August 23, 2022
By Rehan Piracha
LAHORE: The Joint Action Committee for Peoples’ Rights has defended a report of the Centre for Social Justice (CSJ) to the UN Human Rights Council, condemning a vilification campaign against civil society organisations.
In a statement, the JAC, which comprises over 30 civil society organisations, has categorically denied a news item appearing in Daily Jang on 21st August 2022 alleging that a report of the Centre for Social Justice (CSJ) to the UN Human Rights Council may have been contrary to facts.
Defending the CSJ report, the JAC said the content of the mentioned report reflects verifiable ground situation vis-à-vis freedom of religion or belief. Further, the CSJ report is based on facts, which have been properly cited. “Besides, the issues covered in the report have been widely discussed, in the courts, parliamentary bodies and media in the country.”
The said joint civil society report also makes concrete and workable recommendations for the government with each issue explained, the JAC said. “The government should constructively consider these recommendations to help resolve the longstanding issues which are an actual source of embarrassment for the country.”
Furthermore, civil society organizations, including CSJ, have already taken part in the Universal Periodic Reviews (UPR) in 2008, 2012 and 2017, as it is mandatory in the United Nations’ procedures. “The government of Pakistan has pledged to be part of this review process since 2006 after the induction of the UN Human Rights Council.” It became mandatory for every member country of the UN to go through the periodic review after every four and a half year.
The JAC said the Fourth Review of Pakistan is due in January 2023, while the government is supposed to submit its report in October 2022. “In its report, the government can respond to the issues raised or even act to resolve the same and can seek credit during the session next year.” However, if the incidence of violence in the name of religion continues, the government will be held answerable at all competent forums, the JAC said in its statement.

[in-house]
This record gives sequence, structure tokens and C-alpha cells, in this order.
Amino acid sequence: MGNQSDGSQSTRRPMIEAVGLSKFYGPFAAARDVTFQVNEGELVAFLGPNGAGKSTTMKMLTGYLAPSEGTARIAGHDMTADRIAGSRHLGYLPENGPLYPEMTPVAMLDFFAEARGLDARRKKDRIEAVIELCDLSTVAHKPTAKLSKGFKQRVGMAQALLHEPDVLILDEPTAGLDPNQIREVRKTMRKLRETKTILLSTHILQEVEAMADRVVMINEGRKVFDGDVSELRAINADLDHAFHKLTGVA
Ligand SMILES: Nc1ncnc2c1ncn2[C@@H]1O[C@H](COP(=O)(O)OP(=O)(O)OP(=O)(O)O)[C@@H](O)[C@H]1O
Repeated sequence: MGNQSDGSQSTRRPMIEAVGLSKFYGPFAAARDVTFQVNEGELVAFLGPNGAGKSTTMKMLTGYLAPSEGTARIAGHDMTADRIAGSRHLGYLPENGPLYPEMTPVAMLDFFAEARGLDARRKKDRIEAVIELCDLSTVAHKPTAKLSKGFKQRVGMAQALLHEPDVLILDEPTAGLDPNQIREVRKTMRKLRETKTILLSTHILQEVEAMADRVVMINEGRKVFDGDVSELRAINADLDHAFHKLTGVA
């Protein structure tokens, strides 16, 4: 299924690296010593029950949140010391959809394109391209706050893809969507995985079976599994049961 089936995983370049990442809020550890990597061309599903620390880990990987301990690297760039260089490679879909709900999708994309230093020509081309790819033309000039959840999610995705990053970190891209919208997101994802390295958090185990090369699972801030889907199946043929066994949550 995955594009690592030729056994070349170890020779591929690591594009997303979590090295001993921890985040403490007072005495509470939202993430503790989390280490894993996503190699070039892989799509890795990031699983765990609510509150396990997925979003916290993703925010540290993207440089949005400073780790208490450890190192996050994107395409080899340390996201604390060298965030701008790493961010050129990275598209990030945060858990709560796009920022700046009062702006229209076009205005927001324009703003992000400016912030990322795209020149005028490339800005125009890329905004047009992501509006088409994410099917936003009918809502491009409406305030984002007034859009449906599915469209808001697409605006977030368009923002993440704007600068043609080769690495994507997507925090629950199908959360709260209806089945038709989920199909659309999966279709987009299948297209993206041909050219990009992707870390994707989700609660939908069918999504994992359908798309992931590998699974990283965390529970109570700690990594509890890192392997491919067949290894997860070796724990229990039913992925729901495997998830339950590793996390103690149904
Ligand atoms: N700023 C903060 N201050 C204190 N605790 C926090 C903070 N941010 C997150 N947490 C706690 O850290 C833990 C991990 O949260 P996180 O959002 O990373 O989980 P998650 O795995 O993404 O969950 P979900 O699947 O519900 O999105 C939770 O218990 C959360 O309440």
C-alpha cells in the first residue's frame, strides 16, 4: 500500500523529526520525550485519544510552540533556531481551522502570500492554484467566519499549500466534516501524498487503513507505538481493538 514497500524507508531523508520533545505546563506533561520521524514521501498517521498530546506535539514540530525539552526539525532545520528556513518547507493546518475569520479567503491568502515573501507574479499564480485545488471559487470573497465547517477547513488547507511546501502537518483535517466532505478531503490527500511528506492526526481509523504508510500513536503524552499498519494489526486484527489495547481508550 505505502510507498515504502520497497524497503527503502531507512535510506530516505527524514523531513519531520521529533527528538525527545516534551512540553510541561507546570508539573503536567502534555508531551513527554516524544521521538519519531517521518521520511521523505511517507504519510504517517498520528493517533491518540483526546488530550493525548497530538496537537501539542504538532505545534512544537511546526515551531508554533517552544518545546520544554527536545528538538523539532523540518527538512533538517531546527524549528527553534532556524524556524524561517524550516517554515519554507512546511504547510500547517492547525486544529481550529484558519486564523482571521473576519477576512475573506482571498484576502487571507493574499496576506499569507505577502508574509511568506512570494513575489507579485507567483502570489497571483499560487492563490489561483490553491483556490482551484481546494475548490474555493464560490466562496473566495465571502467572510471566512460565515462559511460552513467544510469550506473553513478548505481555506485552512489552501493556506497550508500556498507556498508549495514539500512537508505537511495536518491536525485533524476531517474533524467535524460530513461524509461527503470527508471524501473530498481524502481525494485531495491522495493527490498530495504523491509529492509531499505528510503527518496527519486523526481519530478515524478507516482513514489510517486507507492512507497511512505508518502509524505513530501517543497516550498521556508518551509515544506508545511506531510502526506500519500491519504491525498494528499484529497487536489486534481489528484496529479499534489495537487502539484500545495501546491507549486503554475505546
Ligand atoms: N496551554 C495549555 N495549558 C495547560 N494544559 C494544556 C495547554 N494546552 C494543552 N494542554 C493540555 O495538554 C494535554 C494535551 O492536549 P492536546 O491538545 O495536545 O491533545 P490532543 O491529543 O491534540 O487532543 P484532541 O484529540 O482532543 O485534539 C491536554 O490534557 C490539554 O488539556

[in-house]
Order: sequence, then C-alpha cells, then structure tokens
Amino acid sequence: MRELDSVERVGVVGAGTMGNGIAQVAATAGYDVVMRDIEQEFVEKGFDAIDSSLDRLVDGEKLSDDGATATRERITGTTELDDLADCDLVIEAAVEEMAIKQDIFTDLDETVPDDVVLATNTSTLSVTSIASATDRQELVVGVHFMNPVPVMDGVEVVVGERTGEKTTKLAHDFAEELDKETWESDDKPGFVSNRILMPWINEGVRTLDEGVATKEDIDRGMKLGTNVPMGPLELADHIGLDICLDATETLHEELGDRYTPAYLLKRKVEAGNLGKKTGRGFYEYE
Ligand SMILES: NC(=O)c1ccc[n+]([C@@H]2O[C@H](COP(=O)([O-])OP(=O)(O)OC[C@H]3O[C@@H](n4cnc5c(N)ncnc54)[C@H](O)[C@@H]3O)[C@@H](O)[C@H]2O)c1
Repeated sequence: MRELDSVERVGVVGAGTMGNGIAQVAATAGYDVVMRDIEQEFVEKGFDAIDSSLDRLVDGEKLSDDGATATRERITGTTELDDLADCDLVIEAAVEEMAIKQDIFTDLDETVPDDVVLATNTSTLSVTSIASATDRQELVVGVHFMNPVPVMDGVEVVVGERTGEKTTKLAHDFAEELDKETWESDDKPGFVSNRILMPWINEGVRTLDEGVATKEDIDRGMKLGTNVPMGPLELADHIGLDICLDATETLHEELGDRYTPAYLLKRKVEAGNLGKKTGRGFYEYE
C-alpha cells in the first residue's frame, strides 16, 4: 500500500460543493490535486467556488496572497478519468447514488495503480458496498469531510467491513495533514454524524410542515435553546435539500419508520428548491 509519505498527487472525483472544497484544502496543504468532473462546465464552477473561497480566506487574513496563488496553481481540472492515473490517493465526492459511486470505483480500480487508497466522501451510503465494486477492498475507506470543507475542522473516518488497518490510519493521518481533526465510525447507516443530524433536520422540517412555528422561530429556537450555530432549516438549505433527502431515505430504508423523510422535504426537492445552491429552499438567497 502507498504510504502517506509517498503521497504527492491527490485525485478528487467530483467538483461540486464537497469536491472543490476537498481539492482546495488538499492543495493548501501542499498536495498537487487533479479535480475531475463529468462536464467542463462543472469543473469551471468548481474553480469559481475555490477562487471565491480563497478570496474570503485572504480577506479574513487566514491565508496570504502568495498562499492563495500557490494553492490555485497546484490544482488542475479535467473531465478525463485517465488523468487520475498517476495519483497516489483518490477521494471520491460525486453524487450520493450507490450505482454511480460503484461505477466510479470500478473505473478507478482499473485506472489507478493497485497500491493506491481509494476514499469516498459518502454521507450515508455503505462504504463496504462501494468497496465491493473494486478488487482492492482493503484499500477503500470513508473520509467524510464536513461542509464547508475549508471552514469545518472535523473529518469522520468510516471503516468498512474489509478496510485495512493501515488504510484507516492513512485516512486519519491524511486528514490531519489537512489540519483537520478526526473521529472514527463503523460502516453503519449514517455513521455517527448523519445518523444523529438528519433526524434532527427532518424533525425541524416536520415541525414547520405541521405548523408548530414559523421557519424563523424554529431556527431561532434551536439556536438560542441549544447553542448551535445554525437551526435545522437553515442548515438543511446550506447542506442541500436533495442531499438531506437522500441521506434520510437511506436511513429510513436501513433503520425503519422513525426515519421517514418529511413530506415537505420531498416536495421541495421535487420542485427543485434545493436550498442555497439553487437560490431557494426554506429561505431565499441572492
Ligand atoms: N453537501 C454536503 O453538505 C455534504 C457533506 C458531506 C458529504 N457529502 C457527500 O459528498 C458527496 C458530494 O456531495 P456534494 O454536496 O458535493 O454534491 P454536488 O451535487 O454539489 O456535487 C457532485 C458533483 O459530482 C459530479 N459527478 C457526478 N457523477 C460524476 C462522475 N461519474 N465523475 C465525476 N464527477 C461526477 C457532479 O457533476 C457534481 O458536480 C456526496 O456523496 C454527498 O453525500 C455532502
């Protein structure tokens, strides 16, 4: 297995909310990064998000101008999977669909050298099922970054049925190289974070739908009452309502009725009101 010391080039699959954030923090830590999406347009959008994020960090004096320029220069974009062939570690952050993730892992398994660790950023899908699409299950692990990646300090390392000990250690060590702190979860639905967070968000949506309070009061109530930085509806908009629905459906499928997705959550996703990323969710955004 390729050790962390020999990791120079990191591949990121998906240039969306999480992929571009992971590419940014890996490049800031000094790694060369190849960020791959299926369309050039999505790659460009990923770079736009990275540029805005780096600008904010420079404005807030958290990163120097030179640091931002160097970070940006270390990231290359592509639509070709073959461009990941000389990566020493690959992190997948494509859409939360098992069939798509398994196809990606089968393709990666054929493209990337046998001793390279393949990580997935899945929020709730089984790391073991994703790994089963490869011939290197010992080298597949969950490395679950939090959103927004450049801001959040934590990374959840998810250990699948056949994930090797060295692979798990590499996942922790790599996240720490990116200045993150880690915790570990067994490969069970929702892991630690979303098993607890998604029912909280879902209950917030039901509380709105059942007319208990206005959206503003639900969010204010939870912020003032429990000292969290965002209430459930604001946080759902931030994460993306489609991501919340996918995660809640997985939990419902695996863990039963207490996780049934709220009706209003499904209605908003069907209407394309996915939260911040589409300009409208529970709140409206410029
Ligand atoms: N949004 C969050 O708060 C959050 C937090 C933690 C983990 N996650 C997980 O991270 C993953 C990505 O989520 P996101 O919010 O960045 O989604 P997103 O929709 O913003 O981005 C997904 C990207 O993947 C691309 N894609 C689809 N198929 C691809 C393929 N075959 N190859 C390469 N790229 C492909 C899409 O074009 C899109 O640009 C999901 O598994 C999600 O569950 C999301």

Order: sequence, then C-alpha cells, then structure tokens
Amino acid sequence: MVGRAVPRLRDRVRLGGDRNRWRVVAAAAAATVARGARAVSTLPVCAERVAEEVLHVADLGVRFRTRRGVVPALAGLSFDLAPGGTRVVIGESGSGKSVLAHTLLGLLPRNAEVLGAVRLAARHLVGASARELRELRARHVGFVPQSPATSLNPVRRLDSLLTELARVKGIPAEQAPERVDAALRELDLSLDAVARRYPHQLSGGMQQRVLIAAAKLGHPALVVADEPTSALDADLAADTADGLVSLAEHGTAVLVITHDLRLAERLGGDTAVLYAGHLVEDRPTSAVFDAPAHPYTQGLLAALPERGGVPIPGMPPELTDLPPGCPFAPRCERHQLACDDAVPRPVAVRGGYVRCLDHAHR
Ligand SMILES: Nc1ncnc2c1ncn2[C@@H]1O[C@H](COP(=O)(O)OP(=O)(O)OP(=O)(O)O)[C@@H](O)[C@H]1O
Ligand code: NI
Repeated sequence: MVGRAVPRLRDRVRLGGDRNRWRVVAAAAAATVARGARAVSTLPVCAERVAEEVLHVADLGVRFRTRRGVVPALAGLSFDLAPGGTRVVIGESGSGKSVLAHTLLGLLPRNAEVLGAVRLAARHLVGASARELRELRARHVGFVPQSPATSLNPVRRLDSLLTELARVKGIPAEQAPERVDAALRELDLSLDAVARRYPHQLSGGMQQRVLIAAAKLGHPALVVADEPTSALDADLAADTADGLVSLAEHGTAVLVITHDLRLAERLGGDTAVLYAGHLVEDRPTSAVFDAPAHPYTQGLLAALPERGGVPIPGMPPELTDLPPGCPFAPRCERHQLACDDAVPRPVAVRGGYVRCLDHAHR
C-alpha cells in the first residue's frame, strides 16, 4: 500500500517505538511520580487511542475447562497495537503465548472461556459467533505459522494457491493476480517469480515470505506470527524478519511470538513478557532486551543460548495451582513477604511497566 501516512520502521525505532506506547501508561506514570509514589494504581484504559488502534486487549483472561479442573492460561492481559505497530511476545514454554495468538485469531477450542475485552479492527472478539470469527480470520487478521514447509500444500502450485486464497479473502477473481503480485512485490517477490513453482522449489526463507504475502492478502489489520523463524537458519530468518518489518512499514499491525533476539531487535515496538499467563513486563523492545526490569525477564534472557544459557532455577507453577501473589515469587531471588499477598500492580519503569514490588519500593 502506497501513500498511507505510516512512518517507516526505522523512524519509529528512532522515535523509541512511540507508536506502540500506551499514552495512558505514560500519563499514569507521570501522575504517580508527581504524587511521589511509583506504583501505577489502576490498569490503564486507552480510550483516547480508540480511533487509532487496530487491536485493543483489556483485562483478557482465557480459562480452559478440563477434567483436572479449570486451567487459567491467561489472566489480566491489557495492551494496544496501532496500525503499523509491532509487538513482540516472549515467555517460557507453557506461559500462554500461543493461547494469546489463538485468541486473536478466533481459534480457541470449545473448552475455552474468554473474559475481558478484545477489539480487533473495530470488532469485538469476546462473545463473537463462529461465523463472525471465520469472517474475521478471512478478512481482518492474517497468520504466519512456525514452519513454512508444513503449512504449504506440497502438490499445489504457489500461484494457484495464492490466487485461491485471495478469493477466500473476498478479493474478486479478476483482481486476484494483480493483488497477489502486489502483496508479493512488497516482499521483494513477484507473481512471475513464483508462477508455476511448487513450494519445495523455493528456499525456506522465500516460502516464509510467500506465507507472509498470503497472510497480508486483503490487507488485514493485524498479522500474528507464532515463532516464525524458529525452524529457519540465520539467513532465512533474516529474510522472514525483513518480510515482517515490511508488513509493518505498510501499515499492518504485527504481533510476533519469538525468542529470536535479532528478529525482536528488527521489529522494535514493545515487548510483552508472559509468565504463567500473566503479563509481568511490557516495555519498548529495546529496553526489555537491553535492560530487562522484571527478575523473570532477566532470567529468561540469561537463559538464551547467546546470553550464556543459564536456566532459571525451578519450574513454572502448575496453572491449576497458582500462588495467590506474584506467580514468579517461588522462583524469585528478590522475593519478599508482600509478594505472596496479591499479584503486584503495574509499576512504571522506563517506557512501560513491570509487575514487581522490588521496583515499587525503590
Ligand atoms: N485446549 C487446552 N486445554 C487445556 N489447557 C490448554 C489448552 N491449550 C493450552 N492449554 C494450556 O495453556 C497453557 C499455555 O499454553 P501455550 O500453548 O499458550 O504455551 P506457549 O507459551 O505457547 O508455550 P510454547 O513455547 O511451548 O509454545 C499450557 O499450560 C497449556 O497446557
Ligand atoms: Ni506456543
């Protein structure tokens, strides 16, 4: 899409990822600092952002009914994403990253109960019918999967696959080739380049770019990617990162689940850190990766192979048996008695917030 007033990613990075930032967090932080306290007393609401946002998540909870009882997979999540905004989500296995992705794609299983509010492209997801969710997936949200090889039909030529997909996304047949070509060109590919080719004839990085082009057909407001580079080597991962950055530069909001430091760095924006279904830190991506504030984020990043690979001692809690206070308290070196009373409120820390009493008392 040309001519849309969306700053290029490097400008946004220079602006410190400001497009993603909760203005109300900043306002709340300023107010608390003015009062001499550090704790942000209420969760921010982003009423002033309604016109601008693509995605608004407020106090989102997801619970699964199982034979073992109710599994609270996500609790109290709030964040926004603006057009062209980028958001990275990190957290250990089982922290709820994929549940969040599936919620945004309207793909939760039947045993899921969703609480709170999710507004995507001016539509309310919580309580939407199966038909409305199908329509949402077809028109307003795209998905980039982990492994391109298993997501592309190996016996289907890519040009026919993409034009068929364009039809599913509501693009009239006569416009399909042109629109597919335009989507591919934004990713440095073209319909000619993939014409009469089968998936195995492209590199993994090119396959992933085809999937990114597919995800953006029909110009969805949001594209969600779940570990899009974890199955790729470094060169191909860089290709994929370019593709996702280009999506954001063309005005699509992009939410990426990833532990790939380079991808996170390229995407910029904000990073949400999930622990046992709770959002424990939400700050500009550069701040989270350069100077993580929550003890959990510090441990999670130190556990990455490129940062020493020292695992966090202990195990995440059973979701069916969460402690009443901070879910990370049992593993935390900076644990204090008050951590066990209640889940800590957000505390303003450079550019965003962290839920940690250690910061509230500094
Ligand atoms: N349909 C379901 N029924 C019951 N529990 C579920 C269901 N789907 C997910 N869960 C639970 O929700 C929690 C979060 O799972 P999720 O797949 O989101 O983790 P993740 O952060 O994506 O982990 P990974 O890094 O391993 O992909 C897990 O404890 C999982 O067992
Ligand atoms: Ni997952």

As far as the Economic Affairs division is concerned, the Sindh High Court has already held in 2022 the INGOs/ NGOs policy to be without a legal basis and void, the JAC added.
“We also reiterate that vibrant participation of civil society organizations helps improve view about Pakistan and its engagement helps improve the conditions for its people. Whereas, living in a state of denial will impede the resolution of these long-standing issues,” Irfan Mufti, Convener of JAC, said in the statement.
‘Govt never showed interest in joint reports’
Speaking to Voicepk.net, Mohammed Tahseen, executive director SAP Pakistan, said the CSJ’s report to the UN Human Rights Council was not contrary to facts as claimed and properly cited. The vilification campaign was launched to discredit and mount pressure on civil society organisations keeping track of violations of human rights across the country, he said.
Tahseen said government officials had shown no interest in submitting joint reports with civil society organisations on issues of human rights to international forums.
Tahseen said government officials often decline invitations from civil society organisations for jointly submitting reports on issues of human rights to international forums. “The government is already cornering civil society organisations through legislation like the Charity Act and Economic Affairs Division rules,” he pointed out.
‘Vilification an attempt to muzzle civil society’
Nida Aly, executive director of Asma Jahangir Legal Aid Cell, said the vilification campaign was an attempt to muzzle the civil society movement in Pakistan. “A new tactic is to individually target individual civil society organisations,” she said.
Aly said incidents of forced conversions and marriages of minorities as well as abuse of blasphemy laws were being reported from across the country but the government had done nothing to stem such abuses. She said government attempts to muzzle civil society movement could lead to Pakistan losing its GSP Plus trade status with the European Union.